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I Feel Lost and Scared (1 Viewer)



Hi, I'm mainly a novilist, short story type of writer. Before, I write sentences and such just keep on ringing in my head until I go onto the page. But there are those images and such in day dreaming. So I sort of wanted to dabble in script writing but I get lost sometimes. Wondering if I'm getting too detailed or maybe I shouldn't talk about angles.

I need help (there I said it). Can someone help me?


(Pssst.. Might want to correct "novilist" it is, "novelist". * Quietly walks off*)

Keep a notebook by your side at all times, so you can remember your ideas, or if your like me you can just live by your computer and type your keyboard into despair. Short story writers who want to write plays should just try moving their short stories through dialogue. It's very interesting when done well, not here and there, but almost entirely done by dialogue.

I do not know much on how to format plays so I will not discuss that.


Senior Member
screenwriting isn't really for dabblers, bobo, as it takes too great and too long a commitment to just become competent at it, much less marketable... but if you have a passion to write for film, go ahead and throw yourself into it, body and soul...

do NOT include any camera angles, however, unless you intend to produce and direct the films yourself... that's the director's province and new writers writing spec scripts should avoid trying to direct and edit the movie... just write the script and leave all that to the folks who are paid to do it...

if you want any help learning how to write screenplays, feel free to email me any time, as many of my mentees are aspiring screenwriters... at the least, i can send you a format guide and info/tips from the pros on the basics...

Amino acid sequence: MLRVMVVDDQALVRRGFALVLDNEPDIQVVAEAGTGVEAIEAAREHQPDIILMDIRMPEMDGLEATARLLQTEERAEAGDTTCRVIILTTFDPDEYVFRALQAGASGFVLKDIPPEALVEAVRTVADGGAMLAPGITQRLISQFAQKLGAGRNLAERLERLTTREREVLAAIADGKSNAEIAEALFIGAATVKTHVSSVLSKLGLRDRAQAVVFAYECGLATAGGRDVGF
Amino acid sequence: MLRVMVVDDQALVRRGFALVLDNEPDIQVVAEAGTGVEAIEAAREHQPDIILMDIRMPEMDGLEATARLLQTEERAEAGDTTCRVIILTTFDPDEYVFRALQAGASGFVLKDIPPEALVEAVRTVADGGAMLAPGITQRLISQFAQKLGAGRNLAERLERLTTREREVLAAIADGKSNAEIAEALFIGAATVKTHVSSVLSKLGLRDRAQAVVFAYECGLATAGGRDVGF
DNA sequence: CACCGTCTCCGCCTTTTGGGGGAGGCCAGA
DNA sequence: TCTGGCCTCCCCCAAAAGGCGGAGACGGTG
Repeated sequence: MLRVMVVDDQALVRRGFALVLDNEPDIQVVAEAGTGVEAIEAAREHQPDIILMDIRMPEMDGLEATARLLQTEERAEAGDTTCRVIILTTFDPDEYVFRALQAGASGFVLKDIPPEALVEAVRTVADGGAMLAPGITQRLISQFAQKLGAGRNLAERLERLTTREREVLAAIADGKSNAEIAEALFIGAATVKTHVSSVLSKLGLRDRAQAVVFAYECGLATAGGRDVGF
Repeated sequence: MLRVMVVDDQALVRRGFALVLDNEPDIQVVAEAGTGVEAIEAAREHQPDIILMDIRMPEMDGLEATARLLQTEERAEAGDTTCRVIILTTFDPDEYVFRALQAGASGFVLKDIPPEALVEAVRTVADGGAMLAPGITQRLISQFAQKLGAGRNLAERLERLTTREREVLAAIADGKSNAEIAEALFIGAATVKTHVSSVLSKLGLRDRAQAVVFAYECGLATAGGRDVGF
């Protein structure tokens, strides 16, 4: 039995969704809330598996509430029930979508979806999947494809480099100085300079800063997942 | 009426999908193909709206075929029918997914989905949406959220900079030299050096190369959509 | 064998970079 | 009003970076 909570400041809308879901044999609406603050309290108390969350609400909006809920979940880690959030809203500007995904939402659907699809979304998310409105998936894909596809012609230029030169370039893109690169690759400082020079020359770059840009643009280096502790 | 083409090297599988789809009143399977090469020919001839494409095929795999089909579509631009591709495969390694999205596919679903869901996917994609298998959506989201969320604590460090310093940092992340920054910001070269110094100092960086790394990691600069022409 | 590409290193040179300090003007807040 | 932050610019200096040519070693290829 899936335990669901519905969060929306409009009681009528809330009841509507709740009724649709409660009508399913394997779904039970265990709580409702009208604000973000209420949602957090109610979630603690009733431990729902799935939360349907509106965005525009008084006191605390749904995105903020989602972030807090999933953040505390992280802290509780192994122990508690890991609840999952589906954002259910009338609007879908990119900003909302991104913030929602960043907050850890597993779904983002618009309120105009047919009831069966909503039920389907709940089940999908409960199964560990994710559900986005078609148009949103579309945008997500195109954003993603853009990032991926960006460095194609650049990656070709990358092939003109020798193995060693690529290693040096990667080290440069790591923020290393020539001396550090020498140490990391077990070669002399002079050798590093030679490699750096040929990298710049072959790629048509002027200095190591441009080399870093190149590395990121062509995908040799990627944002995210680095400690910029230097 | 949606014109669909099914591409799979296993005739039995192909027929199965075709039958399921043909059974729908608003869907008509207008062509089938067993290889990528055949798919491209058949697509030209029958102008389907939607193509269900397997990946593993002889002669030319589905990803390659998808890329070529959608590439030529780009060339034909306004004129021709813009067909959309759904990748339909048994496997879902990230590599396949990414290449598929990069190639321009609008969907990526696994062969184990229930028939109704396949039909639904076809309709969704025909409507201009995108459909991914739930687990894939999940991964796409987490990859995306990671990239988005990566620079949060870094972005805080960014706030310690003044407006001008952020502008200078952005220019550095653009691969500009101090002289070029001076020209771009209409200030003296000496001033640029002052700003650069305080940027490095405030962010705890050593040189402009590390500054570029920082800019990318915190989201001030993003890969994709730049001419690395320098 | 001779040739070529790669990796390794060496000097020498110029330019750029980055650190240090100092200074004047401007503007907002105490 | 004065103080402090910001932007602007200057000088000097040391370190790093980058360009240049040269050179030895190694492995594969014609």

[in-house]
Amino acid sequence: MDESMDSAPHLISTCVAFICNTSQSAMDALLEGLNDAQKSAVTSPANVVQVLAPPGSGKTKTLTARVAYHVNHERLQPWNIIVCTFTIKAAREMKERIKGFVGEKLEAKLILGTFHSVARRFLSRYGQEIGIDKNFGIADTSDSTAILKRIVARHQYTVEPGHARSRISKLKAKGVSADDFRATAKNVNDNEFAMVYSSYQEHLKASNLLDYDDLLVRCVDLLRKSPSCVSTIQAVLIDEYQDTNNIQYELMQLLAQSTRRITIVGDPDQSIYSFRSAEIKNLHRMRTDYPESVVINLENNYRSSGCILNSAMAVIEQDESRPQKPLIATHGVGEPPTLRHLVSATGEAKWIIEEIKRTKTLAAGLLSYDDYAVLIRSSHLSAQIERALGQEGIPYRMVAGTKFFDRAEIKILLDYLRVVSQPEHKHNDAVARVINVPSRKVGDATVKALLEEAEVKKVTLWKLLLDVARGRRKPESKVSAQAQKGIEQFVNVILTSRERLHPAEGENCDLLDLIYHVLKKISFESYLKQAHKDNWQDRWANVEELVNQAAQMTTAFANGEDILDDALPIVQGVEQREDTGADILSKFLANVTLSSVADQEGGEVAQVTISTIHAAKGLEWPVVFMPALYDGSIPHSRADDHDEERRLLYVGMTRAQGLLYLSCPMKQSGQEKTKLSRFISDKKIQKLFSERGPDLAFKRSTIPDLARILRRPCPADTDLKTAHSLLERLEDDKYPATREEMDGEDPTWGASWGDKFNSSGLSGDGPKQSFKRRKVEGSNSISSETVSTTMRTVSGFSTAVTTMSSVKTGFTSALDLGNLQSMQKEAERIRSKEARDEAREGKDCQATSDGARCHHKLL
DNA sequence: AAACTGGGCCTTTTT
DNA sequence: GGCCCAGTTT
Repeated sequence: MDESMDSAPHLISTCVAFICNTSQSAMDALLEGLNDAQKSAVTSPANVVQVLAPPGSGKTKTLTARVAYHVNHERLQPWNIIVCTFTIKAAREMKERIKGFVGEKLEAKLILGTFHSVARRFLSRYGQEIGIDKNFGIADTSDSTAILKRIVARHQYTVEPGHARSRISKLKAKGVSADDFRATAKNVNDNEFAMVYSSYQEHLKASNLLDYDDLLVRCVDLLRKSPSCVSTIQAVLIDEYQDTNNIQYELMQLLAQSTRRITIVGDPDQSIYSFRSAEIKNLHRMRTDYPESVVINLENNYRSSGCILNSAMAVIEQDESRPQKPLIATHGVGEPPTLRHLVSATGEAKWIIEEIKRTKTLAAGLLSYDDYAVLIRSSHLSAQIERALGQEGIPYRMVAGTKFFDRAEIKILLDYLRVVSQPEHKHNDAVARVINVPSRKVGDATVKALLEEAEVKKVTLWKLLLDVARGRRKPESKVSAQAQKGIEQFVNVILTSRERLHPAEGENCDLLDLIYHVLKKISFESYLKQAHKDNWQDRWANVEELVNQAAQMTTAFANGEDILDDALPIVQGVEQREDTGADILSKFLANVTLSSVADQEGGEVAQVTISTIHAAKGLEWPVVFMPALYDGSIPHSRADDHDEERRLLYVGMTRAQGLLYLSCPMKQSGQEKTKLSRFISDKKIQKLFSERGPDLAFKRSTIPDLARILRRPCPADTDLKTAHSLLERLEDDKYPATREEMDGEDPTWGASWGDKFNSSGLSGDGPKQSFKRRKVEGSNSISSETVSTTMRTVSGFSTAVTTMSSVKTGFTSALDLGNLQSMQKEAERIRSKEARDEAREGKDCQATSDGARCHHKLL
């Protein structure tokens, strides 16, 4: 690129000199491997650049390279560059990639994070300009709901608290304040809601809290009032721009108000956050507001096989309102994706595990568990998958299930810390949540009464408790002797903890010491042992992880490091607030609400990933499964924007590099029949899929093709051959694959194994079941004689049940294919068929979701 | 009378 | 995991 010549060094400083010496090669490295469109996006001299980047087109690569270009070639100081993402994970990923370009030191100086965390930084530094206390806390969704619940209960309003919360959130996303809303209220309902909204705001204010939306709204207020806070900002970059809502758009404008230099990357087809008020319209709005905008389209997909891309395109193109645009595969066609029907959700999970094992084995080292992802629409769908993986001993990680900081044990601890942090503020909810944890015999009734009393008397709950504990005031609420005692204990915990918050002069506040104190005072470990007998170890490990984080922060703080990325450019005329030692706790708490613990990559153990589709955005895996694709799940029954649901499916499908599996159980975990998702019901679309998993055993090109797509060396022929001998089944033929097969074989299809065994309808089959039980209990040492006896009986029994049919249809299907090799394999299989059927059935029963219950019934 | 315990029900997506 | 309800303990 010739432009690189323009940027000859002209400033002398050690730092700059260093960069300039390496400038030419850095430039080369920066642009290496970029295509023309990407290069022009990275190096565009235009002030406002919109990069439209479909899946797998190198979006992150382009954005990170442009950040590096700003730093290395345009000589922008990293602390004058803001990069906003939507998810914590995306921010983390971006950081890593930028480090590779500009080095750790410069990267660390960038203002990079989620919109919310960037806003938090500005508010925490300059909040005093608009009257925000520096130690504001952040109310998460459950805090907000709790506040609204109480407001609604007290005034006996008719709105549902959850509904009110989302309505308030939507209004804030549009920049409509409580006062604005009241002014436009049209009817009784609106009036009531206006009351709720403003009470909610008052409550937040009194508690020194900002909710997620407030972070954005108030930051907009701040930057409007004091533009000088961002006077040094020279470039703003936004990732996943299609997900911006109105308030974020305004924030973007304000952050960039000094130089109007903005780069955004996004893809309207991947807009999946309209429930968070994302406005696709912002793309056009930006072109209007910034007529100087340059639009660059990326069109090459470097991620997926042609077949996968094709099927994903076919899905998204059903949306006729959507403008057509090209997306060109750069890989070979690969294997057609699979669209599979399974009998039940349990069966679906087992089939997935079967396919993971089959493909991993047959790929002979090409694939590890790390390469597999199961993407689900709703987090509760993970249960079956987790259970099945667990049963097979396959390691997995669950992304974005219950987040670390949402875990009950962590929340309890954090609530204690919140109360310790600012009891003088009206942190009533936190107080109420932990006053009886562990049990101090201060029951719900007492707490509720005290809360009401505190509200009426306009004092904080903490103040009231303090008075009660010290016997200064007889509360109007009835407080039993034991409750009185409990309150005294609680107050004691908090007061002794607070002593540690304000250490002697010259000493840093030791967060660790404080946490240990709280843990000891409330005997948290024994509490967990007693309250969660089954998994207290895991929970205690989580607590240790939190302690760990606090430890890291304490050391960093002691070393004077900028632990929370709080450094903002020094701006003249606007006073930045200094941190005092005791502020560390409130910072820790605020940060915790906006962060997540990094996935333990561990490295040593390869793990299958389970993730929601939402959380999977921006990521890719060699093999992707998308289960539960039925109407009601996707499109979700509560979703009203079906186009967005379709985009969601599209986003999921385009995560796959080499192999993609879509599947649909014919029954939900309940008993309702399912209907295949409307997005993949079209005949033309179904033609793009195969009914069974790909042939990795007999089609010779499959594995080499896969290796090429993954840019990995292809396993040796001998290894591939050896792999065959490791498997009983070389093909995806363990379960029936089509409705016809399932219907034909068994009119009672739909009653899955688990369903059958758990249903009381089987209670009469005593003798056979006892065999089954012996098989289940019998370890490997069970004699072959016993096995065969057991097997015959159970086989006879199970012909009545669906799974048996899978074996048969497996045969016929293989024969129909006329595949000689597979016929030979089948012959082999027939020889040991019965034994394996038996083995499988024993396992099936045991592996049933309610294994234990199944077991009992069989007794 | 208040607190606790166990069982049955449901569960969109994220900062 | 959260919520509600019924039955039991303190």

love and hugs, maia
[email protected]


Senior Member
You said script writing without specifying whether you intend to write screenplays or stage plays. You've already gotten some good advice on screen writing. Here's my take on play writing.

1. Get Louis E. Catron's book, "Writing, Producing, and Selling Your Play" and then read and live by it. I've read through it so many times, each time, hilighting, underlining, writing in margin notes, etc. I practically ate that book. I was able to make the transition from fiction writing to play writing thanks to that book and my perseverance. I've had three of my plays done as full productions, as well as some others that had staged readings.
Additional books that are helpful are Catron's other book, "The Elements of Playwriting," and Buzz McLaughlin's book, "The Playwright's Process."

2. Be a cast or crew member of a play that is performed. Even if you've never done that before, you could do so at a community theater. If you have some acting abilities, audition. If not, community theaters are almost always hungry for stage managers, lighting crew, and others to do the work that would be too much for a director.

In other words, become stage play literate. Stage plays are very different from both fiction and screen plays. Read up in the books I mentioned so that you know the difference. One of the most common mistakes made by new playwrights is to write one like a screen play with way too many scene changes to be practical.